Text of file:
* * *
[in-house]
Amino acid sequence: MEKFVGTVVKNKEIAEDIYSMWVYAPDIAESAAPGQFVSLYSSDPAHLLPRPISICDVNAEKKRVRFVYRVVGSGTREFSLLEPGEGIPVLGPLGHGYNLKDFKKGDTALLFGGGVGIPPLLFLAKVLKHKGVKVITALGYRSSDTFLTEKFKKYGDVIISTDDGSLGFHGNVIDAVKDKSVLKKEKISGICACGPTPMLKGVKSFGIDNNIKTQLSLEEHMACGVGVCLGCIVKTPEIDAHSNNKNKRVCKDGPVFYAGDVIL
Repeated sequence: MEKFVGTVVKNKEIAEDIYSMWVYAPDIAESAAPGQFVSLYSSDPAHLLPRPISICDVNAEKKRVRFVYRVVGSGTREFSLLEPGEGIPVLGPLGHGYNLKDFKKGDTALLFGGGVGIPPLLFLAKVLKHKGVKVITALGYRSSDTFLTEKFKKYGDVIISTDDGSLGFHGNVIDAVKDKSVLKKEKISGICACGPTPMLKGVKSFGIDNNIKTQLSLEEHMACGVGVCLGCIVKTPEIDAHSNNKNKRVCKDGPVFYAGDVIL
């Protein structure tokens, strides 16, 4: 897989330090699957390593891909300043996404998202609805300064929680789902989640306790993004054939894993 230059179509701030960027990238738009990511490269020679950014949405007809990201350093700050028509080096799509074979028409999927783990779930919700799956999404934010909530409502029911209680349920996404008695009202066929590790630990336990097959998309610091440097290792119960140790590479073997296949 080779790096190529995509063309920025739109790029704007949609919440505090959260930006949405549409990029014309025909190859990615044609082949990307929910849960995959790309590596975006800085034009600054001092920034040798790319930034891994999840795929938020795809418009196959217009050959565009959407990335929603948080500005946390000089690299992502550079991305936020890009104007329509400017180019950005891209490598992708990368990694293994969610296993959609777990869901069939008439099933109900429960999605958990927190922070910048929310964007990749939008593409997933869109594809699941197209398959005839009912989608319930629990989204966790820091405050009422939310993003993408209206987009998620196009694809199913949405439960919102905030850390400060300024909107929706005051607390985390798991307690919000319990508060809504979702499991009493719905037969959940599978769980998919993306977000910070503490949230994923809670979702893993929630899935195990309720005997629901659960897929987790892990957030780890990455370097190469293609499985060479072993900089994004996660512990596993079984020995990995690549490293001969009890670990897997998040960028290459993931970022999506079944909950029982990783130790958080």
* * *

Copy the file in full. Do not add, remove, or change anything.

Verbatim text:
[in-house]
Amino acid sequence: MEKFVGTVVKNKEIAEDIYSMWVYAPDIAESAAPGQFVSLYSSDPAHLLPRPISICDVNAEKKRVRFVYRVVGSGTREFSLLEPGEGIPVLGPLGHGYNLKDFKKGDTALLFGGGVGIPPLLFLAKVLKHKGVKVITALGYRSSDTFLTEKFKKYGDVIISTDDGSLGFHGNVIDAVKDKSVLKKEKISGICACGPTPMLKGVKSFGIDNNIKTQLSLEEHMACGVGVCLGCIVKTPEIDAHSNNKNKRVCKDGPVFYAGDVIL
Repeated sequence: MEKFVGTVVKNKEIAEDIYSMWVYAPDIAESAAPGQFVSLYSSDPAHLLPRPISICDVNAEKKRVRFVYRVVGSGTREFSLLEPGEGIPVLGPLGHGYNLKDFKKGDTALLFGGGVGIPPLLFLAKVLKHKGVKVITALGYRSSDTFLTEKFKKYGDVIISTDDGSLGFHGNVIDAVKDKSVLKKEKISGICACGPTPMLKGVKSFGIDNNIKTQLSLEEHMACGVGVCLGCIVKTPEIDAHSNNKNKRVCKDGPVFYAGDVIL
């Protein structure tokens, strides 16, 4: 897989330090699957390593891909300043996404998202609805300064929680789902989640306790993004054939894993 230059179509701030960027990238738009990511490269020679950014949405007809990201350093700050028509080096799509074979028409999927783990779930919700799956999404934010909530409502029911209680349920996404008695009202066929590790630990336990097959998309610091440097290792119960140790590479073997296949 080779790096190529995509063309920025739109790029704007949609919440505090959260930006949405549409990029014309025909190859990615044609082949990307929910849960995959790309590596975006800085034009600054001092920034040798790319930034891994999840795929938020795809418009196959217009050959565009959407990335929603948080500005946390000089690299992502550079991305936020890009104007329509400017180019950005891209490598992708990368990694293994969610296993959609777990869901069939008439099933109900429960999605958990927190922070910048929310964007990749939008593409997933869109594809699941197209398959005839009912989608319930629990989204966790820091405050009422939310993003993408209206987009998620196009694809199913949405439960919102905030850390400060300024909107929706005051607390985390798991307690919000319990508060809504979702499991009493719905037969959940599978769980998919993306977000910070503490949230994923809670979702893993929630899935195990309720005997629901659960897929987790892990957030780890990455370097190469293609499985060479072993900089994004996660512990596993079984020995990995690549490293001969009890670990897997998040960028290459993931970022999506079944909950029982990783130790958080």